Consider how even our own words can change lives. Paul Rikkonen, a widower, and Alicia Lewis, a widow, were two people who had never met and had never even heard of each other; until they met on the internet. They met through words, and with words arranged a meeting. Nine days ago they spoke before me words of promise to God and to one another, and I, with the authority granted to me by the state of Hawaii, united them as husband and wife. That’s a big change!
With His Spirit-inspired words God creates a much bigger and much longer lasting change. Jesus says: “If anyone loves me, he will keep my word, and my Father will love him, and we will come to him and make our home with him.” Wow! Through His Spirit-inspired words God loves us, dwells within us sinners, and fills us with His eternal life! This is what Pentecost is all about.
Think of the blessing of Pentecost in this way: in this world there are always distinctions. There are have and have nots; rulers and ruled; those with position and influence and those with none.
Almost every day in Hawaii I walked past the Trump Hotel on my way to the beach. What a place! There’s no way I could ever stay there.
On the day of Pentecost Jesus pours out the blessing of the Holy Spirit on each of His disciples without distinction, and by His Word and Sacraments He continues to do so. It doesn’t matter whether you are rich or poor; male or female; pastor or parishioner; a newly baptized infant or a follower of Christ for ninety years. God declares, “I will pour out my Spirit on all flesh, and your sons and your daughters shall prophesy, and your young men shall see visions, and your old men shall dream dreams; even on my male servants and female servants in those days I will pour out my Spirit… everyone who calls upon the name of the Lord shall be saved.”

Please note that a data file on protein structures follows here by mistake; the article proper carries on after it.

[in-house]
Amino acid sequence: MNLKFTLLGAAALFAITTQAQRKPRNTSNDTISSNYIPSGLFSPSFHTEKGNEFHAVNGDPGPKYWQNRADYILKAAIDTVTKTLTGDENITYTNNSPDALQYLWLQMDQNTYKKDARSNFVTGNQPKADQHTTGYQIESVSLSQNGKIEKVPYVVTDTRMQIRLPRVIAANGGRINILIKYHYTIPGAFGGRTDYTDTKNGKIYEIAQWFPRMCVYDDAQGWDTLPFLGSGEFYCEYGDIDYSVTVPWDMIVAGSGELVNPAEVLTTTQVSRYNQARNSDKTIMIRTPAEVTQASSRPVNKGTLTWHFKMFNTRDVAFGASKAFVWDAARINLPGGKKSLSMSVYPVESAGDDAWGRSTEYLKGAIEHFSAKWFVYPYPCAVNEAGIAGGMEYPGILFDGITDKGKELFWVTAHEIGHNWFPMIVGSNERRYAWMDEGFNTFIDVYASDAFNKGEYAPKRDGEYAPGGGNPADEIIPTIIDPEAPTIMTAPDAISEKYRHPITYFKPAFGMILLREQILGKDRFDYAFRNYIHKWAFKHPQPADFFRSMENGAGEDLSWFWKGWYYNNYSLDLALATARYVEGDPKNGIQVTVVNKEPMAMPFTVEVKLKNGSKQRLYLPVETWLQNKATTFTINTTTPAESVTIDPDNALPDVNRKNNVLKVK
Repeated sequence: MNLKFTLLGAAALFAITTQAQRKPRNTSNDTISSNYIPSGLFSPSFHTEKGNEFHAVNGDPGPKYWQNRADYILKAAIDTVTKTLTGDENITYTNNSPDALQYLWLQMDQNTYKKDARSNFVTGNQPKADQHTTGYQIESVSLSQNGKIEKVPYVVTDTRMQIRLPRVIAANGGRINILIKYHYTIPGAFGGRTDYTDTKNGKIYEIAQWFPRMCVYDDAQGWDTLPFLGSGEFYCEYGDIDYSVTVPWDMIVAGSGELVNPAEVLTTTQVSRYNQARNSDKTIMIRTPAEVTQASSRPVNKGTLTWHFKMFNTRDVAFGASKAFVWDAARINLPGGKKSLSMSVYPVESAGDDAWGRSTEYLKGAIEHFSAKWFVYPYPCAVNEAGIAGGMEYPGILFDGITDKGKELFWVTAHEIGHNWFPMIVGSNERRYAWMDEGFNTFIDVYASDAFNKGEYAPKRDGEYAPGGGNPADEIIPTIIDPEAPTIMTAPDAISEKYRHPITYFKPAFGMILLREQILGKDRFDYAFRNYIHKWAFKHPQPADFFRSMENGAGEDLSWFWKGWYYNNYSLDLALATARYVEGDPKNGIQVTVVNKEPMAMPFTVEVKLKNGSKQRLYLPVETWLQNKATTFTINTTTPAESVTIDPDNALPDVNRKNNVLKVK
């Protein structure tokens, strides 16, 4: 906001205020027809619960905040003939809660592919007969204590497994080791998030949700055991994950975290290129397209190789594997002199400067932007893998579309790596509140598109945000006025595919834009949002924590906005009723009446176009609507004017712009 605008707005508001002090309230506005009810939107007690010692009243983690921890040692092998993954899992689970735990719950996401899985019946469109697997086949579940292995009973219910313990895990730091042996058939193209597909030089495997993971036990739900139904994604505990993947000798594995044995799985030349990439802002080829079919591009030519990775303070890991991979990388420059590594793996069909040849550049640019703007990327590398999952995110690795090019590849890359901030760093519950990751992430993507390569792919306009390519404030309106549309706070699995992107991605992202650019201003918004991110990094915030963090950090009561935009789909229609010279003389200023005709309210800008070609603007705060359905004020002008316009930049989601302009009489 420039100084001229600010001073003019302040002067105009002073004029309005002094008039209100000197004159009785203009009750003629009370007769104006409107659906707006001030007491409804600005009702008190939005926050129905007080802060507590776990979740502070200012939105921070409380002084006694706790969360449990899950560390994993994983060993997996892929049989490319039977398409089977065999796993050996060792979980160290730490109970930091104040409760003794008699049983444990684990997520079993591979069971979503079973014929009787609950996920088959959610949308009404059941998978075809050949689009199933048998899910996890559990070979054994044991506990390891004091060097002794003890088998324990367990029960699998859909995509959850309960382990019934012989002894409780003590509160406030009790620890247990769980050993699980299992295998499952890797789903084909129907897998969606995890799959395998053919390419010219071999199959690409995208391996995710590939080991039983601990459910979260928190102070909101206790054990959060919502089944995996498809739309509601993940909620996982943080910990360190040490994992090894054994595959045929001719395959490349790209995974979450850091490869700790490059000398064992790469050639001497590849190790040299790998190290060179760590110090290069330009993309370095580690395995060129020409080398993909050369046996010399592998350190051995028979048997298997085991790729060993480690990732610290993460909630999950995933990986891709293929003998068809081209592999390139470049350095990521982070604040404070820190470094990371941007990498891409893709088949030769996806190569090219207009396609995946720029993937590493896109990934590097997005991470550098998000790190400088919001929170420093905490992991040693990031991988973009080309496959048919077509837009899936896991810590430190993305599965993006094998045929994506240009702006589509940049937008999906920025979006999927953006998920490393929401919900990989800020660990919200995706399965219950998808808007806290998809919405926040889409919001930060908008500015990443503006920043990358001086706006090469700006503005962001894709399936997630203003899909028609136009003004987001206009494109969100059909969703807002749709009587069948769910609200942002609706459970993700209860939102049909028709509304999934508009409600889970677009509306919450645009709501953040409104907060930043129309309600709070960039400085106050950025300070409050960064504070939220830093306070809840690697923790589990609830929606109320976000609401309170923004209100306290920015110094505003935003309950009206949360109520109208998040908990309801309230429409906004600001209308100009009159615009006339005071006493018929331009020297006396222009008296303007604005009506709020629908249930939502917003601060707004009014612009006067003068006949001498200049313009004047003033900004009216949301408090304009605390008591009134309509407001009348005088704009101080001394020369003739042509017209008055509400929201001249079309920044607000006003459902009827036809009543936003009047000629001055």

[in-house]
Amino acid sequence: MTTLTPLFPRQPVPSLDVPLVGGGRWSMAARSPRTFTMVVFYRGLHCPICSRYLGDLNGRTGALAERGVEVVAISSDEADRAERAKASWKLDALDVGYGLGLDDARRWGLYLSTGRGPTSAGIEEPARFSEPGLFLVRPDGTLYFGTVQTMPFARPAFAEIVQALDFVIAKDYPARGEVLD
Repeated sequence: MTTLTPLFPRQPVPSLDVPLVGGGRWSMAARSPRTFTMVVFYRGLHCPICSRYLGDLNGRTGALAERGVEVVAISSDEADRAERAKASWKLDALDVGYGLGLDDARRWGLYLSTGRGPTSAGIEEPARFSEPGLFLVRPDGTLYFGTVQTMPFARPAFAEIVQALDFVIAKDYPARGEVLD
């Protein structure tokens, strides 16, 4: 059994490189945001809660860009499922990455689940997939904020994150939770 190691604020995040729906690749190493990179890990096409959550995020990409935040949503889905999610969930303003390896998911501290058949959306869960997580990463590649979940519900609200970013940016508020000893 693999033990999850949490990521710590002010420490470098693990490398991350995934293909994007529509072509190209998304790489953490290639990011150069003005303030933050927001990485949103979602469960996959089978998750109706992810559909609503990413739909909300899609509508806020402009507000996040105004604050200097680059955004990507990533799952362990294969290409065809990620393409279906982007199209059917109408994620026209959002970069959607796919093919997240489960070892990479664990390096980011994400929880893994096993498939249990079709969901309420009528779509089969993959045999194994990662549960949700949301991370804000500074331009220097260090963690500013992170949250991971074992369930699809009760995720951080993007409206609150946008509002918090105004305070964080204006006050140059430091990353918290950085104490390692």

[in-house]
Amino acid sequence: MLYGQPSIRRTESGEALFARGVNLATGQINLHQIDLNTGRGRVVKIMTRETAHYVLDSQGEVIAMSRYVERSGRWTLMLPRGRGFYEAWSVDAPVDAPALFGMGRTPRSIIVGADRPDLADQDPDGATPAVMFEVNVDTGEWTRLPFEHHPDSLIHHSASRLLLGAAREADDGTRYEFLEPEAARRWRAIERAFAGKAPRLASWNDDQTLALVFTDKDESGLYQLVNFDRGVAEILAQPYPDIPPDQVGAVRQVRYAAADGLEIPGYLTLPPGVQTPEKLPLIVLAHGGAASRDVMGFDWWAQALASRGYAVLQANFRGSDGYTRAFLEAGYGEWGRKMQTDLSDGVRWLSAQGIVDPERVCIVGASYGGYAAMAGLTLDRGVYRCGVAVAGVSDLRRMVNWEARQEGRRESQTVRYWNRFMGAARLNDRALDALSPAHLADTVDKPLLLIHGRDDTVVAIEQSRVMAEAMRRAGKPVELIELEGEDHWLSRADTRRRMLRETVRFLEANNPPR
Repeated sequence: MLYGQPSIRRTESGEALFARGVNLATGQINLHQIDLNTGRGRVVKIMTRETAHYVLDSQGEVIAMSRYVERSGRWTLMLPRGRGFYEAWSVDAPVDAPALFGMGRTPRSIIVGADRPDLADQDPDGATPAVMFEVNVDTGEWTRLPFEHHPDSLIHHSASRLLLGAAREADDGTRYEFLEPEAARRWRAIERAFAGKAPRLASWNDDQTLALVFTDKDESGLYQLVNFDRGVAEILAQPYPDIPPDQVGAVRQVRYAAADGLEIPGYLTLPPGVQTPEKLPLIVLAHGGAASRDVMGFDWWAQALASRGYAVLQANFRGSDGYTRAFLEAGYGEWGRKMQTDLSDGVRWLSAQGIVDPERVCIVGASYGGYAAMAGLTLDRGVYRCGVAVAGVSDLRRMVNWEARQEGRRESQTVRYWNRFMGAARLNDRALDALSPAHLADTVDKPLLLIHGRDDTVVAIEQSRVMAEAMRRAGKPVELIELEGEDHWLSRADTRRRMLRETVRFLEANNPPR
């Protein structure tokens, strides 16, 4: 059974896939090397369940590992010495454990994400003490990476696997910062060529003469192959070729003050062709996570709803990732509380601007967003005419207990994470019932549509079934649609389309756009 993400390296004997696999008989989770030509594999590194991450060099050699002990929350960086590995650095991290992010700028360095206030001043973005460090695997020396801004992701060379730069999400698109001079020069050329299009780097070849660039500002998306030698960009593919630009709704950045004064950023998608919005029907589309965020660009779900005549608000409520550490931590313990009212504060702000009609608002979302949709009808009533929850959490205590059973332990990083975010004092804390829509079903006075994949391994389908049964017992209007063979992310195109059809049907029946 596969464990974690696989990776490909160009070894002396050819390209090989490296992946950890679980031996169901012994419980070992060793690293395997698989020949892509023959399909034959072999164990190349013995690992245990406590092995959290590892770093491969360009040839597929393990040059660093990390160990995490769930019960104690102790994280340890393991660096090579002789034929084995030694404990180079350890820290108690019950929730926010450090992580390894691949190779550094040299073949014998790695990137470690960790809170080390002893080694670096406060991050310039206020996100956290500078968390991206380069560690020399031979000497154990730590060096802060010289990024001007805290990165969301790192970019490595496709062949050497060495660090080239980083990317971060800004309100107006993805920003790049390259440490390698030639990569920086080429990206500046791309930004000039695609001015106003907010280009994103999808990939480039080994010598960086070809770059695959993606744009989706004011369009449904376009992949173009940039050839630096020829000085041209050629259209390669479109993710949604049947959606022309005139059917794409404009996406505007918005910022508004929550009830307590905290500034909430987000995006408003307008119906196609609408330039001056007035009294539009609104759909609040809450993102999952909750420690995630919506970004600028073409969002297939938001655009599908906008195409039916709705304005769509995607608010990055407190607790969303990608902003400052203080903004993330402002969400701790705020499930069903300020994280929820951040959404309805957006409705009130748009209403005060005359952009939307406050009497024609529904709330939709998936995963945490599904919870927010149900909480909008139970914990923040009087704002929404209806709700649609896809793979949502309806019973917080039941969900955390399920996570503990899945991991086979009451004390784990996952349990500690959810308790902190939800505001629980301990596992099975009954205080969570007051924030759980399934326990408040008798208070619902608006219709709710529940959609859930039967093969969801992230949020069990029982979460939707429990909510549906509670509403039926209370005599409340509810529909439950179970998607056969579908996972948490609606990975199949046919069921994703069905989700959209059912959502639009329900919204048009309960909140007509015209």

Because of Jesus and His wonderful words and works, which the Holy Spirit brings to us, you, Christ’s follower, can now say what Martin Luther once said:
“I believe in the Holy Spirit, who makes me and all believers holy. Therefore I am a member of a holy order, not that of [any monks] but that of Christ, who makes me holy through His Word and sacraments… I am not holy through myself but through Christ’s blood, with which I have been sprinkled, yes, washed in Baptism, and also through His Gospel, which is spoken over me daily.”
Because of Christ’s death for you and His Holy Spirit given to you, you are holy. It is only a false and harmful humility which makes you fear that your sins prevent you from being holy. That would be a denial of Christ’s blood and Baptism; that would deny that you have the Holy Spirit and are a member of the Christian Church, in which we receive Christ’s Gospel, His Baptism, and His body and blood.
Because of Christ’s coming in the flesh to shed His blood for you on the cross, rise from the dead, and ascend into heaven for you; because God the Father sent Him to do this for you; and, because the Holy Spirit came on the day of Pentecost, every Christian can say with Martin Luther:
“We are members of a holy fraternity in Wittenberg, in Rome, in Jerusalem – (in Norwalk, CT!) – and wherever holy Baptism and the Gospel are. And we do not regard one another otherwise than as saints of God. Even though we are still sinners and many failings always remain in our flesh and blood, He covers up our sins and impurities. Thus we are accounted entirely pure and holy before God, as long as we cling to Christ and His Baptism and rely on His blood.”
It is a new day, and we are a new people, Christ’s holy people by the work of His Holy Spirit. This is the gift and blessing of Pentecost. Thanks be to God!